Date of Award


Document Type


Committee Chair

James Morgan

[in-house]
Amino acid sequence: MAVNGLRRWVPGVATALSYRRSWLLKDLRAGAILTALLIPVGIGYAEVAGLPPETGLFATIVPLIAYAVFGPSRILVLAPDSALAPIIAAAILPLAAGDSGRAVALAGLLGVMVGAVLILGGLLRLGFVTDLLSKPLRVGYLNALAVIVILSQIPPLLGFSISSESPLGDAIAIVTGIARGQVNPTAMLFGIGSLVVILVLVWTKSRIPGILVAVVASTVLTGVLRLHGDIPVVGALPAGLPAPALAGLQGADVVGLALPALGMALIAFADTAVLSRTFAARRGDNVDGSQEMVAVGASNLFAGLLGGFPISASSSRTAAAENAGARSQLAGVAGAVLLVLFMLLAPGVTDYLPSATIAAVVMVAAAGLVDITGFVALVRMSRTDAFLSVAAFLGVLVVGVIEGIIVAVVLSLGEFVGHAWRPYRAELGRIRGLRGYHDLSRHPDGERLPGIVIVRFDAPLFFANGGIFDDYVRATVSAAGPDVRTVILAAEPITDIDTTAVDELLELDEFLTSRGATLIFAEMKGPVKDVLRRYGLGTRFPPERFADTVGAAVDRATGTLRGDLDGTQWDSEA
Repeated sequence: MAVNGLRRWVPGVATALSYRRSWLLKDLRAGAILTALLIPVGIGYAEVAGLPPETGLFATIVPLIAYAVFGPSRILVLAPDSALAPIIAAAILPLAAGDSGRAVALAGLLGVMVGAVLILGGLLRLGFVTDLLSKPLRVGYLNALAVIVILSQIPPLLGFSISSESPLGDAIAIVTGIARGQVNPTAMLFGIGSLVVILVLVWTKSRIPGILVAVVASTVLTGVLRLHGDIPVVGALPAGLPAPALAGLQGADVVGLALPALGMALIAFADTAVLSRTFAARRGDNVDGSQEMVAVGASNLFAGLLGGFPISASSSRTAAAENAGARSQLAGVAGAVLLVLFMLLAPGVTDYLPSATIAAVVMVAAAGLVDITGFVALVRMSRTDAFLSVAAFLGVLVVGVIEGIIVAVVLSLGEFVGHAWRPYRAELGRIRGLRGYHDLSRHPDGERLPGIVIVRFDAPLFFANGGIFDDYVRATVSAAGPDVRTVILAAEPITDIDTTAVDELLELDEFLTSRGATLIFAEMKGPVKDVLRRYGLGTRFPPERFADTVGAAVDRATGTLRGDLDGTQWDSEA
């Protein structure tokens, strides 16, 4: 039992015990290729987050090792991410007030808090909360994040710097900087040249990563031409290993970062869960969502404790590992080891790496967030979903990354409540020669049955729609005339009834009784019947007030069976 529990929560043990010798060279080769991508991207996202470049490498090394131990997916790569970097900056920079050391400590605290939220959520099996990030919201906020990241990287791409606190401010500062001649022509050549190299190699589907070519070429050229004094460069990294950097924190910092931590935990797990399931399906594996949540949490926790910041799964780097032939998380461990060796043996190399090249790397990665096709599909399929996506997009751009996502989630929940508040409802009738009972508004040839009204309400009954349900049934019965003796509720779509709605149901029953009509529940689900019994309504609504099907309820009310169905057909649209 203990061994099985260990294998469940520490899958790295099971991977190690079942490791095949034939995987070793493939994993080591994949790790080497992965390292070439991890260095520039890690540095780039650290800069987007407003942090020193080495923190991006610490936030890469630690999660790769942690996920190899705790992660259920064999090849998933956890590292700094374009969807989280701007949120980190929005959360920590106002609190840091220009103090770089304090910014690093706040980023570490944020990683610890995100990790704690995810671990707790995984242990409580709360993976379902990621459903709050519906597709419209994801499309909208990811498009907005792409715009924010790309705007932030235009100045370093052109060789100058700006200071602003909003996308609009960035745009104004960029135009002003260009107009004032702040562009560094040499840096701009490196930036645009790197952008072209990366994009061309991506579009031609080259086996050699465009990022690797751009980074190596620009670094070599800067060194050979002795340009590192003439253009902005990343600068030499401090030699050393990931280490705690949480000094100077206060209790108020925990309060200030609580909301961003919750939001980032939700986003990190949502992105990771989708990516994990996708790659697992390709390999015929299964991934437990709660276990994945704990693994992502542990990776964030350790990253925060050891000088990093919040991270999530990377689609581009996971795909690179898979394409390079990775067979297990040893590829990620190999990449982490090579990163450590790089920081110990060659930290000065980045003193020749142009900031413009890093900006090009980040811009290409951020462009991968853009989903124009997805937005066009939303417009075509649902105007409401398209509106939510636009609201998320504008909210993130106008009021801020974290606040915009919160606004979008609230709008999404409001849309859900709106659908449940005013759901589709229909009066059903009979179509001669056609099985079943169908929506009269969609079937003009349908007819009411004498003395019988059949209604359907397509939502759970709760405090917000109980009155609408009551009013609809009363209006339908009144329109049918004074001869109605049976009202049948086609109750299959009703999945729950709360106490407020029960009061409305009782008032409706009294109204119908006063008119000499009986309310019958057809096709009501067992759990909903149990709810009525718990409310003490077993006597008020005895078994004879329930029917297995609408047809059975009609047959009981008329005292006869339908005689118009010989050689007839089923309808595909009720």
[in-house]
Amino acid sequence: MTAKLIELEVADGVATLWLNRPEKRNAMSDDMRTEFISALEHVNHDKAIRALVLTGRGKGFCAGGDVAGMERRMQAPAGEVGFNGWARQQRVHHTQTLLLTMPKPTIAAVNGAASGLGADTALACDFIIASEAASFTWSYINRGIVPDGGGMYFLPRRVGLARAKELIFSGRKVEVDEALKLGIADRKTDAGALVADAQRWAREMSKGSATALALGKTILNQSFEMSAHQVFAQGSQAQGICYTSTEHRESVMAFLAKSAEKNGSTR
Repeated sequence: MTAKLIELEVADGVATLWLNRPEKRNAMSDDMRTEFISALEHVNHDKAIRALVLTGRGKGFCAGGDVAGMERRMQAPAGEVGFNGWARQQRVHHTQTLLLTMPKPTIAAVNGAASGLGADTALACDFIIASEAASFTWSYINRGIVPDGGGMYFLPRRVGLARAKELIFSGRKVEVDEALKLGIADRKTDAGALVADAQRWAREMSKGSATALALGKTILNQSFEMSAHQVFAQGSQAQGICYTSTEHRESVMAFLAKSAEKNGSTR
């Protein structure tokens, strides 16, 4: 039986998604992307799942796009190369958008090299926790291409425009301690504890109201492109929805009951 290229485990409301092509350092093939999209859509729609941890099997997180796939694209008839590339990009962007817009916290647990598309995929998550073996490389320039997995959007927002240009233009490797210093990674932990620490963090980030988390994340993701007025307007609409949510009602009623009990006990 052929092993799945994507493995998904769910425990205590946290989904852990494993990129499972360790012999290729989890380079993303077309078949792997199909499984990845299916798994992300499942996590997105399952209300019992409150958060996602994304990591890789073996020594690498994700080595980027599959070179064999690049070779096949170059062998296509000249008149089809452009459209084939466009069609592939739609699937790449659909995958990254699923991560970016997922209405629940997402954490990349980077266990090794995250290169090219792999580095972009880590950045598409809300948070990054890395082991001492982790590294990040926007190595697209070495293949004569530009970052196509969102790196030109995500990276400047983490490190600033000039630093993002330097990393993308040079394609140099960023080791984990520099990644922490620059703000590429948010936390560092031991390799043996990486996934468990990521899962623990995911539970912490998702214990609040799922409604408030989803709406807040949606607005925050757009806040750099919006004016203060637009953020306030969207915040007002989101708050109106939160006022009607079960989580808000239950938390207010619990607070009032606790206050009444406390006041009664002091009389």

The present study seeks to analyze the impact of cyberaggression and positive feedback from an anonymous videogame player on one’s self-efficacy and performance both inside and outside of the videogame. The internet provides a unique way for individuals to interact, and the online disinhibition effect can lead users to engage in out of character behaviors once online. This shift in behavior can be an influencing factor for cyberbullying or isolated instances of cyberaggression. Negative feedback can lower one’s self-efficacy, and a lower self-efficacy can lead to a worse performance on the activity. It was hypothesized that mean comments from an anonymous competitor would lower self-efficacy both in the game and for an unrelated memory task, and similarly diminish the performance in both activities. It was also hypothesized that a positive comment after the first competition would both increase self-efficacy inside and outside the game and also improve performance on both activities. Participants in the present study took a memory test, played an online racing game, received predetermined feedback after losing the race, then played the videogame and took the memory test one final time, after rating their self-efficacy before every activity. It was discovered that the type of message received did not play a role on self-efficacy and performance both inside and outside of the videogame.